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By the term “resident manager,” we mean a manager of a rental property who also resides at the subject property. In some states the law requires a resident manager for residential buildings or complexes of more than a certain number of units. For example, California requires one for 16 or more units. Even when there is no such law or when the number of units is fewer than specified in a law, a resident manager is sometimes of benefit to an owner because it reduces the owner’s day-to-day involvement with the property
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While most states require a real estate broker license (or working for a broker) to manage property owned by another, the laws usually allow for a non-licensed resident manager who is employed by the owner or by the licensed property management company employed by the owner. The laws regarding resident managers should be confirmed for your particular state, as penalties for unlicensed activities for which a license is required can be quite severe.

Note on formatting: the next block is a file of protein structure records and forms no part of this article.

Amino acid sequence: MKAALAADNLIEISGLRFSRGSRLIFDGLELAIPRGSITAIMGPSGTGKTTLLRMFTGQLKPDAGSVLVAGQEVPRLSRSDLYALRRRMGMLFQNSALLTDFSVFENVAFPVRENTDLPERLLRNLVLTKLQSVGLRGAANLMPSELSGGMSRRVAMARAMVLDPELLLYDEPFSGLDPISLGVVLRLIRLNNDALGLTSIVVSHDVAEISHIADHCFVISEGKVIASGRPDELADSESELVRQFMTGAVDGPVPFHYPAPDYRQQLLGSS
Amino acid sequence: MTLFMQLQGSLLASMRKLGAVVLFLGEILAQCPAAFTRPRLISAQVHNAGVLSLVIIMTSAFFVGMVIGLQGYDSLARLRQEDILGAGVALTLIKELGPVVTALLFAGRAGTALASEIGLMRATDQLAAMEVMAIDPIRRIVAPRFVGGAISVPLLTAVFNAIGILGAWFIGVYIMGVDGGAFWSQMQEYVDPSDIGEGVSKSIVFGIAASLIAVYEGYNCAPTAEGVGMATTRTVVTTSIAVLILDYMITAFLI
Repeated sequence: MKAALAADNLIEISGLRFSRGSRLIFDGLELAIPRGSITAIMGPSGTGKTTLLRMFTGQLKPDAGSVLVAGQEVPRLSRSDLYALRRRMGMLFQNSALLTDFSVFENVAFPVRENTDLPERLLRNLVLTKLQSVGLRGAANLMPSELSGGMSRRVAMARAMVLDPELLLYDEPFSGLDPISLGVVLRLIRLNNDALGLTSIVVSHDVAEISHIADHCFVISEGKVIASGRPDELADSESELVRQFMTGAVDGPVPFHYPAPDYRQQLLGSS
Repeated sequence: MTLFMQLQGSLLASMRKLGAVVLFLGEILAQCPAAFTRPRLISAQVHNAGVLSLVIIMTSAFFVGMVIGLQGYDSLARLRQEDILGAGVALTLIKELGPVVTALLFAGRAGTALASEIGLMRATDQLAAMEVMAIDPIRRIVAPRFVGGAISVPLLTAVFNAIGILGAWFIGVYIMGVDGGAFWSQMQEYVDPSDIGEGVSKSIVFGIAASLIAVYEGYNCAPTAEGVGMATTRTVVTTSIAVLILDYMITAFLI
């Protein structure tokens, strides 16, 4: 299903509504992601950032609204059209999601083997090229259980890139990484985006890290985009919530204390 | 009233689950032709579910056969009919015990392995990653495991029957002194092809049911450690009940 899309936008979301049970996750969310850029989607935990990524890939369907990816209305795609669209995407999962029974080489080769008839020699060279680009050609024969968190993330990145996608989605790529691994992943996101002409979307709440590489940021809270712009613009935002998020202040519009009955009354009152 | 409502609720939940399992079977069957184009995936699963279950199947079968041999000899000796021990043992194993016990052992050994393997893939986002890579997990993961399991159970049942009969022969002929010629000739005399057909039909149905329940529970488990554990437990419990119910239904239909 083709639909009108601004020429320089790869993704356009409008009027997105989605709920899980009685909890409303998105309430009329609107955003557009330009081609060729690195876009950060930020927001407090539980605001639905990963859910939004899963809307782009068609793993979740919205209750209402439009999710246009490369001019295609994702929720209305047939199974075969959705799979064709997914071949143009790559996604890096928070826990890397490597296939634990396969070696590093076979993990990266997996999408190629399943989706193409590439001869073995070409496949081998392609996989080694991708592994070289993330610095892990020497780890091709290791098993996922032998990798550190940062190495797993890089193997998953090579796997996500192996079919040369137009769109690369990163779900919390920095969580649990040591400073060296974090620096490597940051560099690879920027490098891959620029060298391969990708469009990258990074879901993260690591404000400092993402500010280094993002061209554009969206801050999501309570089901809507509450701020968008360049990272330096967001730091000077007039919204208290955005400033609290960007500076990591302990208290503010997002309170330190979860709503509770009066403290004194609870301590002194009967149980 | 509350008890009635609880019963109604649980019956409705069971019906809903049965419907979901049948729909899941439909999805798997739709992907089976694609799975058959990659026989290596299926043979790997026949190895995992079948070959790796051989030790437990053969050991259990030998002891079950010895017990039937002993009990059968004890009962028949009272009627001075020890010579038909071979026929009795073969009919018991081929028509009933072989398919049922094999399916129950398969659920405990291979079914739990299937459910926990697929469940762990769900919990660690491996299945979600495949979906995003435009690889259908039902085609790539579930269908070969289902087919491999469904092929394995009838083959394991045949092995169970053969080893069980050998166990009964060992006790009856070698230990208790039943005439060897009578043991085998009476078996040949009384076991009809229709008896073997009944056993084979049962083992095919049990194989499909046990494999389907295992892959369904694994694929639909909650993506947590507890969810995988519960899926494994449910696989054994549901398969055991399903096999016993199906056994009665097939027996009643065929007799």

There are several reasons why one should want the resident manager to be an employee and why the government will consider them as such. This includes the very specific management procedures that you should establish in detailed written form. You must be concerned about everything the manager might do as your agent and how the manager accomplishes the tasks. You cannot only care about the end result – low vacancy rate and 100 percent of rents collected – because there are many ways to accomplish these end results that would violate a lot of laws as well as open you up to other civil litigation, perhaps even to criminal prosecution.
Landlords often find a resident manager from among existing tenants. While this may sometimes result in an adequate candidate, it is usually best to select a qualified manager and make him/her a resident rather than attempt to turn a resident into a competent manager.